Evolutionists have long cited pseudogenes as a type of “junk” DNA that demonstrates an unguided evolutionary origin of the genome. Richard Dawkins typifies this view:
Genomes are littered with nonfunctional pseudogenes, faulty duplicates of functional genes that do nothing, while their functional cousins (the word doesn’t even need scare quotes) get on with their business in a different part of the same genome. And there’s lots more DNA that doesn’t even deserve the name pseudogene. It, too, is derived by duplication, but not duplication of functional genes. It consists of multiple copies of junk, “tandem repeats”, and other nonsense which may be useful for forensic detectives but which doesn’t seem to be used in the body itself. Once again, creationists might spend some earnest time speculating on why the Creator should bother to litter genomes with untranslated pseudogenes and junk tandem repeat DNA.
Sounding much like Dawkins, Francis Collins and Karl Giberson discuss pseudogenes to argue that is “not remotely plausible” that “God inserted a piece of broken DNA into our genomes.” (Karl W. Giberson and Francis S. Collins, The Language of Science and Faith: Straight Answers to Genuine Questions, p. 43 (InterVarsity Press, 2011).)
But are pseudogenes actually “nonfunctional … faulty duplicates … that do nothing” (Dawkins) or “broken DNA” (Giberson and Collins)? Consider the abstract of a new review article in the decidedly non-pro-ID journal RNA which sounds decidedly different from atheistic evolutionist Dawkins and theistic evolutionists Giberson and Collins:
Pseudogenes have long been labeled as “junk” DNA, failed copies of genes that arise during the evolution of genomes. However, recent results are challenging this moniker; indeed, some pseudogenes appear to harbor the potential to regulate their protein-coding cousins. Far from being silent relics, many pseudogenes are transcribed into RNA, some exhibiting a tissue-specific pattern of activation. Pseudogene transcripts can be processed into short interfering RNAs that regulate coding genes through the RNAi pathway. In another remarkable discovery, it has been shown that pseudogenes are capable of regulating tumor suppressors and oncogenes by acting as microRNA decoys. The finding that pseudogenes are often deregulated during cancer progression warrants further investigation into the true extent of pseudogene function. In this review, we describe the ways in which pseudogenes exert their effect on coding genes and explore the role of pseudogenes in the increasingly complex web of noncoding RNA that contributes to normal cellular regulation.
(Ryan Charles Pink, Kate Wicks, Daniel Paul Caley, Emma Kathleen Punch, Laura Jacobs, and David Paul Francisco Carter, “Pseudogenes: Pseudo-functional or key regulators in health and disease?,” RNA, Vol. 17:792-798 (2011).)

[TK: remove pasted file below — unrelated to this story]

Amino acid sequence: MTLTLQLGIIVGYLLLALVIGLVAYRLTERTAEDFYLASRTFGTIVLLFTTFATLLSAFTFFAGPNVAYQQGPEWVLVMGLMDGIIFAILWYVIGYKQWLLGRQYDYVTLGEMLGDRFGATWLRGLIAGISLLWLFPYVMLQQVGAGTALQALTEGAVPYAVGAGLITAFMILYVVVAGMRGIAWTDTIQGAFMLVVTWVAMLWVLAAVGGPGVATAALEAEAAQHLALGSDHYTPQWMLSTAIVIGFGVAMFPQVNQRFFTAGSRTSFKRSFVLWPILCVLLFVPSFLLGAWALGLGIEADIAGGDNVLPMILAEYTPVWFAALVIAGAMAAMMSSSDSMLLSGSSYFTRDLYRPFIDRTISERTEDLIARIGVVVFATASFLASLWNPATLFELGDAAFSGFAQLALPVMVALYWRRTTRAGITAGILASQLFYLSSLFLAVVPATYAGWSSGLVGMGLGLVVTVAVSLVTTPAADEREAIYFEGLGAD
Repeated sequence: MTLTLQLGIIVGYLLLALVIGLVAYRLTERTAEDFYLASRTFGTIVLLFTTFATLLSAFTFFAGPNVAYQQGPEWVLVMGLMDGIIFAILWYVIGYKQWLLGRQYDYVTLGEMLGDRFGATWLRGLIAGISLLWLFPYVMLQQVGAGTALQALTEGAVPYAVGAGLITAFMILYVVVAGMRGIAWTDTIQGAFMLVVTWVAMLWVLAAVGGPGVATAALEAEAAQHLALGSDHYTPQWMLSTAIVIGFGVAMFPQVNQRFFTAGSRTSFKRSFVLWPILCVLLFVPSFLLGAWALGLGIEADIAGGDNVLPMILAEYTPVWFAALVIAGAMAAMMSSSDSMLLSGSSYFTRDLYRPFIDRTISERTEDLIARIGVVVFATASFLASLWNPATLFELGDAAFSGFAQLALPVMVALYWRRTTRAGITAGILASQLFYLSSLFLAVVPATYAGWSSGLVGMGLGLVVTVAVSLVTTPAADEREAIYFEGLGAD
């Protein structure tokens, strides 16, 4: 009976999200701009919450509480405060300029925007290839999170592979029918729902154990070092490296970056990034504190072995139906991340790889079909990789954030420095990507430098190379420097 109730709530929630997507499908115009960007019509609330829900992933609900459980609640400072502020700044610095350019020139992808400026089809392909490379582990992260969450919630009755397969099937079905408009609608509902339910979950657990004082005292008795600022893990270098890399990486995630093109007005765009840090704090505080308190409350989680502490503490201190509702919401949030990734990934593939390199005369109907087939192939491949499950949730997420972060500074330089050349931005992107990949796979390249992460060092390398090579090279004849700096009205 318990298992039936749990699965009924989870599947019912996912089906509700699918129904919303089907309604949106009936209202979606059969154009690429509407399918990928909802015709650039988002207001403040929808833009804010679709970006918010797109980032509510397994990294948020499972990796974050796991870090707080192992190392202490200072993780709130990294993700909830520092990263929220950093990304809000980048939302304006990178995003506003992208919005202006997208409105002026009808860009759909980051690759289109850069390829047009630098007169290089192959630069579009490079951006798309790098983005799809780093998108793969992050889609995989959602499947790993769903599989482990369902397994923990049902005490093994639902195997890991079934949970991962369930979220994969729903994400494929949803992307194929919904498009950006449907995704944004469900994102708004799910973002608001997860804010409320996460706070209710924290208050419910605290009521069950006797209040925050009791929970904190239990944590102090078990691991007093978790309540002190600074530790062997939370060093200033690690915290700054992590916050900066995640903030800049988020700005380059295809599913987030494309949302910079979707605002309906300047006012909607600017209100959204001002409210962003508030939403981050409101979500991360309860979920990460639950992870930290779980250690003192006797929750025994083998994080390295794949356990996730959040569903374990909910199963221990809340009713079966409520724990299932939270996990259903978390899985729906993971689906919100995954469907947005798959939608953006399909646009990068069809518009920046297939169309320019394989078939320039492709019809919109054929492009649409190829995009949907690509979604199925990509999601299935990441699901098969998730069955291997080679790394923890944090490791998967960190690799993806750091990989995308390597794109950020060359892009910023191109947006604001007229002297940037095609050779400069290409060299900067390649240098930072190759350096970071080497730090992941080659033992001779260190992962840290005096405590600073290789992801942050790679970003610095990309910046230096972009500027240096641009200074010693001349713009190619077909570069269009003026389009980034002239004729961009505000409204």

According to the paper, one way to infer function for pseudogenes is to find degrees of similarity between pseudogenes that are higher than what would be expected if they were functionless DNA acquiring mutations at a neutral rate. If pseudogenes are functional, then that suggests they would tend to be intolerant to mutations that change DNA sequence. In such an instance, the sequence of a pseudogene is said to be “conserved.” The paper explains:
Pseudogenes are sometimes considered to represent ”neutral sequence,” in which mutations that accumulate are neither selected for or against (Li et al. 1981). However, this premise relies on the assumption that pseudogenes are functionally inert. There is recent evidence that some pseudogenes are functionally active, and therefore, studying their evolution and conservation could support a functional role and give insight into their potential mechanism of action.
The paper reports that one study compared pseudogenes found in mice and humans and found conserved sequence, implying function:
Interestingly, many of the pseudogenes examined were found to have very few mutations within the regulatory regions they shared with their parent genes, which might suggest that these regulatory regions are of importance to the pseudogene and that the pseudogene may be functional.
The paper closes with a warning against assuming that pseudogenes are “nonfunctional relics” and acknowledges that they have been “overlooked in the quest to understand the biology of health and disease”:
Caution must be exercised when interpreting the results of functional experiments on pseudogenes. In some cases, what appears to be a nontranslated pseudogene can, in fact, code for truncated proteins (Kandouz et al. 2004; Zhang et al. 2006). Nevertheless, the evidence that some pseudogenes can exert regulatory effects on their protein-coding cousins is mounting. Such functions appear to be mediated by noncoding RNAs produced from active pseudogenes. While not all pseudogenes (or even all transcribed pseudogenes) will have biological functions, it is likely that, where an unexpected regulatory benefit results from the formation of a pseudogene, the effect will be conserved. For the large part, pseudogenes have been overlooked in the quest to understand the biology of health and disease, to the extent that pseudogene probes are often absent from commercially available microarrays. As evidence emerges that pseudogenes are deregulated in disease, and indeed that their deregulation can contribute to diseases such as diabetes and cancer, the prevalent attitude that they are nonfunctional relics is slowly changing.
Perhaps the mindset of Dawkins, Giberson, and Collins is setting us up to miss important biological functions of pseudogenes. For a more complete discussion, see Jonathan Wells’ new book The Myth of Junk DNA.